The FBI Should Monitor Games More To ‘Police Extremism’, Report Says

fbi games

Recently, a report surfaced online revealing the US government’s desire to more rigorously police social media and online gaming platforms with a mission to root out extremism and domestic terrorism. In a joint effort between the likes of the FBI and the Department of Homeland Security, several key players in the gaming market have been identified, and while they’ve been in leagues with these organisations for several years, there’s an ask to step up the depth of monitoring and collaboration across these platforms.

Big Brother

In the report published at the end of February by the Government Accountability Office (GAO) and subsequently shared by The Intercept, it was noted that domestic terrorists and extremists ‘often use online platforms – such as social media and gaming – to communicate radical ideas to a wide audience and mobilise likeminded people’.

It was stated that gaming and social companies such as Discord, Epic Games, Riot, Roblox, and Activision Blizzard already use content moderation tools to monitor and take action against content that violates their respective terms of service, and many of these organisations have for many years worked with the FBI and the DHS to combat ‘violent extremism’ across the global gaming network.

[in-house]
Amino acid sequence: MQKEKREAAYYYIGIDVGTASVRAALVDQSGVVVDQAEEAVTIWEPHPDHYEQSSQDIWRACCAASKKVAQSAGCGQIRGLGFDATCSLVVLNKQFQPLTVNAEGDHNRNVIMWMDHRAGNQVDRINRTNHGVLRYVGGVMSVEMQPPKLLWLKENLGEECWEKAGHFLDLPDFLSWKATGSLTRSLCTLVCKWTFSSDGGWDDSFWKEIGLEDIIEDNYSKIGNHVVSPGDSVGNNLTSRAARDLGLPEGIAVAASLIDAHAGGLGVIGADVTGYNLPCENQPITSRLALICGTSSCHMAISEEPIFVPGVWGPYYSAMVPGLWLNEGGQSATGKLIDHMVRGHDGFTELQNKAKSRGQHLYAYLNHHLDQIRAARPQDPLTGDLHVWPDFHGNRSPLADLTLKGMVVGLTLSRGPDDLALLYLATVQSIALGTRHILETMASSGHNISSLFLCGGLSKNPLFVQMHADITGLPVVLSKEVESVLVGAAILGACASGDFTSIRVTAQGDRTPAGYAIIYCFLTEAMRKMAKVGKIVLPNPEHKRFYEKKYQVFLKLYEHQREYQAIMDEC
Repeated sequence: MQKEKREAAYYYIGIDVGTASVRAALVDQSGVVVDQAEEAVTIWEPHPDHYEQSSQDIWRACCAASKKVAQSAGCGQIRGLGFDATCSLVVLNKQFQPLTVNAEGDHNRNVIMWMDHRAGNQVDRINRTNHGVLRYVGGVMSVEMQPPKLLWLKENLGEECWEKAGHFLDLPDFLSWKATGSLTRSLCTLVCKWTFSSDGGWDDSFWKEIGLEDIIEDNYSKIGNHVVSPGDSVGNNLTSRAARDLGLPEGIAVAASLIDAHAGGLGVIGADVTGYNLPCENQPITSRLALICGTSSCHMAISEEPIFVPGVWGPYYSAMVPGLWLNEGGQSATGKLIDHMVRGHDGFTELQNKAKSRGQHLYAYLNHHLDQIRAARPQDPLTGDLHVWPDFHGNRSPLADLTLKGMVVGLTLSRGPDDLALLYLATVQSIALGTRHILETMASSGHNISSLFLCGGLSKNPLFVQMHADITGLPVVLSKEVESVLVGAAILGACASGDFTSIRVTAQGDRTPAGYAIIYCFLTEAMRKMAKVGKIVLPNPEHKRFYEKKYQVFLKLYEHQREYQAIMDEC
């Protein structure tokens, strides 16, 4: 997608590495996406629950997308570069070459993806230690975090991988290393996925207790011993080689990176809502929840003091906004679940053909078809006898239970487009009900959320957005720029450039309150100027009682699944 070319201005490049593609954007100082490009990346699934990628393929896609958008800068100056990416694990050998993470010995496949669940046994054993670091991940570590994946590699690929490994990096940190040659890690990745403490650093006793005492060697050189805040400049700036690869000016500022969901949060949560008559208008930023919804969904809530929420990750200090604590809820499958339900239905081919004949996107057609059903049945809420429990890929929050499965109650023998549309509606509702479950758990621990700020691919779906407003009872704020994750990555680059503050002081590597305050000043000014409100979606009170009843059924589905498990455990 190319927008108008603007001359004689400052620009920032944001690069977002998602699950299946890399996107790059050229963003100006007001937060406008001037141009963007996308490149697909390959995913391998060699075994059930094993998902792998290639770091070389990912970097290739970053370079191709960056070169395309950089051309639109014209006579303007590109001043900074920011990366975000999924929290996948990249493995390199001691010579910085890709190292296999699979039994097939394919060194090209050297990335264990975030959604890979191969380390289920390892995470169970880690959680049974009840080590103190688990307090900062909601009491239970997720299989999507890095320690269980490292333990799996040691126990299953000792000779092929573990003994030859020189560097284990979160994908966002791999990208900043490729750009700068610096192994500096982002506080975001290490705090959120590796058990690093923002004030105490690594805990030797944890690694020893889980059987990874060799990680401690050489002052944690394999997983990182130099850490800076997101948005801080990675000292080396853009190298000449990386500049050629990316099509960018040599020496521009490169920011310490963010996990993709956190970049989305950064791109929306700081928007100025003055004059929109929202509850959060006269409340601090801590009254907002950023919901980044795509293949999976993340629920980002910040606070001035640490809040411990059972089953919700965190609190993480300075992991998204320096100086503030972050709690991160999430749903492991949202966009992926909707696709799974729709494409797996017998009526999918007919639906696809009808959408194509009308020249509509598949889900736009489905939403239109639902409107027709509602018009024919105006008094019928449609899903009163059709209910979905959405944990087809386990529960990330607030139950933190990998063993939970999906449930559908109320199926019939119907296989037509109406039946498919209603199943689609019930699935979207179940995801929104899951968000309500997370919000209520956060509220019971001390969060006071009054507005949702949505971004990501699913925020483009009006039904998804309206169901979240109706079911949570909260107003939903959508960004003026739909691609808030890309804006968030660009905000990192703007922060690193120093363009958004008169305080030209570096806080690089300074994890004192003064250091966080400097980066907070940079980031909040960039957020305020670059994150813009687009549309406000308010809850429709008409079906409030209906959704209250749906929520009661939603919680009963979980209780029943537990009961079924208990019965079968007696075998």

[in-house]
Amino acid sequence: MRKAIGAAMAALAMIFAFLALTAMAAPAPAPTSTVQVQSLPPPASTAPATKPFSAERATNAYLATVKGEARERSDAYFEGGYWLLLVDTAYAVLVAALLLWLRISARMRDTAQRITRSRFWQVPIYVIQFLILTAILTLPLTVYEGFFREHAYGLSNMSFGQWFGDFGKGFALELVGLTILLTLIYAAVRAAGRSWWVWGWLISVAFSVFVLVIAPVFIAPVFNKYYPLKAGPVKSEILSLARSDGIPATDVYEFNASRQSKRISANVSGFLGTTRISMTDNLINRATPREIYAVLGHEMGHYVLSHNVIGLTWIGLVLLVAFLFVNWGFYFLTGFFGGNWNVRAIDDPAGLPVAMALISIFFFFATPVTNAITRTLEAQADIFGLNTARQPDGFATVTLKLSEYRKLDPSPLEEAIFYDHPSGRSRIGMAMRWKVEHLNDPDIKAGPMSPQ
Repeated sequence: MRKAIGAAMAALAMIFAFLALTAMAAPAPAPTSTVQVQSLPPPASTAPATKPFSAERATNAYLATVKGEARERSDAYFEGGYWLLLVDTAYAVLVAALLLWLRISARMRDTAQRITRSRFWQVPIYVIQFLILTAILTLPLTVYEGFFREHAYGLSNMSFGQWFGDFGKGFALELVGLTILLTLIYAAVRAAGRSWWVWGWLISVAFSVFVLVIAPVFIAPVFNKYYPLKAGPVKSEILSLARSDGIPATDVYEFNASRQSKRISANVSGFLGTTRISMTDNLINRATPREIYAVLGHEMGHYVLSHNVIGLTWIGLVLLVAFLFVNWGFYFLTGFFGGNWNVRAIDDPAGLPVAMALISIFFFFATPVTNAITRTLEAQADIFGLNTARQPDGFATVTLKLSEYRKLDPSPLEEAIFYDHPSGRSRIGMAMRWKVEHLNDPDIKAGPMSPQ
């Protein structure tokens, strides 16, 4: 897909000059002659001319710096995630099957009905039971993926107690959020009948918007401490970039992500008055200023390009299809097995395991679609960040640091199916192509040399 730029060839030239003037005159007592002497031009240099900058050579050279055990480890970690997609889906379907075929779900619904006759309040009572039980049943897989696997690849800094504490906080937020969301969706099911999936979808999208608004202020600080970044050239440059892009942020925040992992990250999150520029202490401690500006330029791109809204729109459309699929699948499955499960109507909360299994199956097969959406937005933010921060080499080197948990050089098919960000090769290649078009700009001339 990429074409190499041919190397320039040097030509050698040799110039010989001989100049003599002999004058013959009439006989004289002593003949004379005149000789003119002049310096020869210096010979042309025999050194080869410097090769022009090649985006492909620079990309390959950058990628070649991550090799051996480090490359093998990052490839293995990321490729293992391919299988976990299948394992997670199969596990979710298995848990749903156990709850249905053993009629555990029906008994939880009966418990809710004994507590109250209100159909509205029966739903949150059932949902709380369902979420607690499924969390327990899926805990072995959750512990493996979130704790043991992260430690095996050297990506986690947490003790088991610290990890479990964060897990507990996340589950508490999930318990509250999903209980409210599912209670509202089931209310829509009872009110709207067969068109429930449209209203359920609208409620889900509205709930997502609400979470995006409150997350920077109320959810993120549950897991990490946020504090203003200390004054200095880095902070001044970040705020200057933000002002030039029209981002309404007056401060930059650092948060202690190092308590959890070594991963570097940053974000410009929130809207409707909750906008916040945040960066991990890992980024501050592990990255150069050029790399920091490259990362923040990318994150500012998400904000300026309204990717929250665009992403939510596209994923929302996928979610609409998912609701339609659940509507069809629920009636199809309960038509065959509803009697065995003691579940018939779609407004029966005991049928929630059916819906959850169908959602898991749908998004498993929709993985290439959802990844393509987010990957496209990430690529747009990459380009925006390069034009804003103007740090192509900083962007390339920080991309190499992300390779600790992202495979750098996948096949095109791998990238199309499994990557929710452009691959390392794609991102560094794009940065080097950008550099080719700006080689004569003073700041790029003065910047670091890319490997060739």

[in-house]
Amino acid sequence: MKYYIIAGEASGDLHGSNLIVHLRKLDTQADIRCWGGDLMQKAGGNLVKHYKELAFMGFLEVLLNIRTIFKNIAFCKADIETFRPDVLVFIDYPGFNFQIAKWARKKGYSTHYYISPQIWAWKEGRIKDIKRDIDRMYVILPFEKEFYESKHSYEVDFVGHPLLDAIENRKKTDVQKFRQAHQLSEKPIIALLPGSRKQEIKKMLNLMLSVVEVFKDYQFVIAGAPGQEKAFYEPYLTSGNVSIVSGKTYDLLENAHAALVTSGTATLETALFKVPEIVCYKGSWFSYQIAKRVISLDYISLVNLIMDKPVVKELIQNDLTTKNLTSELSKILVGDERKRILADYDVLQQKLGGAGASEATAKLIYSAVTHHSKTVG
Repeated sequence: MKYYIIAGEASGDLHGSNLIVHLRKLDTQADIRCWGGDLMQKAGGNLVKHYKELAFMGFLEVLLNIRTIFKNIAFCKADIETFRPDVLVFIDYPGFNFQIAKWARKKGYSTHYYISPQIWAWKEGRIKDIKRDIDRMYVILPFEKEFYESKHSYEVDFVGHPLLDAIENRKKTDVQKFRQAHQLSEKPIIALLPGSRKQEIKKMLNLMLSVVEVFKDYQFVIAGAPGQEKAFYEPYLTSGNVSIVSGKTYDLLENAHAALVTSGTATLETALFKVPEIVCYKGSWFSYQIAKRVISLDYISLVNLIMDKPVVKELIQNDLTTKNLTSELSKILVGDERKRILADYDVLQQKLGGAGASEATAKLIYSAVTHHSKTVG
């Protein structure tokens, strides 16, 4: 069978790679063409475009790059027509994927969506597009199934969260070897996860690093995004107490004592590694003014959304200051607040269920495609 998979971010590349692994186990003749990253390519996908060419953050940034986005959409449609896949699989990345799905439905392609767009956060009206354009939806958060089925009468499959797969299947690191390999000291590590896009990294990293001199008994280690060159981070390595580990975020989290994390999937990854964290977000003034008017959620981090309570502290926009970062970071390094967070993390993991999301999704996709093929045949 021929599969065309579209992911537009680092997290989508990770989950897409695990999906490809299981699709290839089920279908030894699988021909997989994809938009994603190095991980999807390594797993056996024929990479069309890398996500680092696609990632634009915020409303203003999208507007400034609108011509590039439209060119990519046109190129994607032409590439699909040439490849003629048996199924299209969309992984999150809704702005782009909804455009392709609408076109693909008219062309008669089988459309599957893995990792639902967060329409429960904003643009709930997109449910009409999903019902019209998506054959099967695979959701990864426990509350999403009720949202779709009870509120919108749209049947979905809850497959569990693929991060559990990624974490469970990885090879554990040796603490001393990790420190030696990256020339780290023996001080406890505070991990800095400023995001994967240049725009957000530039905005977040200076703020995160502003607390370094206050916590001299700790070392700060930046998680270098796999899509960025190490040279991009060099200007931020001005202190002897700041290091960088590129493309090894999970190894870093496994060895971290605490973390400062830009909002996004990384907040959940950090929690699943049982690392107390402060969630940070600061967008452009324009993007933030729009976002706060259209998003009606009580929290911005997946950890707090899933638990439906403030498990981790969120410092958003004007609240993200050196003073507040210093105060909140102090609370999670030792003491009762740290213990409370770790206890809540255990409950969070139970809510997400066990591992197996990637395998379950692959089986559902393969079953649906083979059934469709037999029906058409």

Out of the back of the GAO’s report, two actions were recommended, suggesting that both the FBI and the Office of Intelligence and Analysis (both in the United States) put in place ‘a strategy and goals for sharing information related to domestic violent extremism with social media and gaming companies.’ That’s step one – in The Intercept’s article, a concept was mentioned that would see artificial intelligence put to use to proactively identify ‘those sorts of conversations’ that are happening on these platforms that accommodate tens of millions of users.

On some platforms, voice communications are already monitored and are looking for abusive players or malicious operators, so that’s not a new concept. In 2021, it was acknowledged by the White House that ‘online gaming platforms’ are a hotbed for ‘recruiting and mobilising individuals’ with a focus on domestic terrorism. While social media platforms have been monitored for years for this kind of behaviour, online games have crept under the wire, in some respects.

It’s intense, but let’s not pretend that anything we do on an online gaming platform is anonymous and unrecorded.

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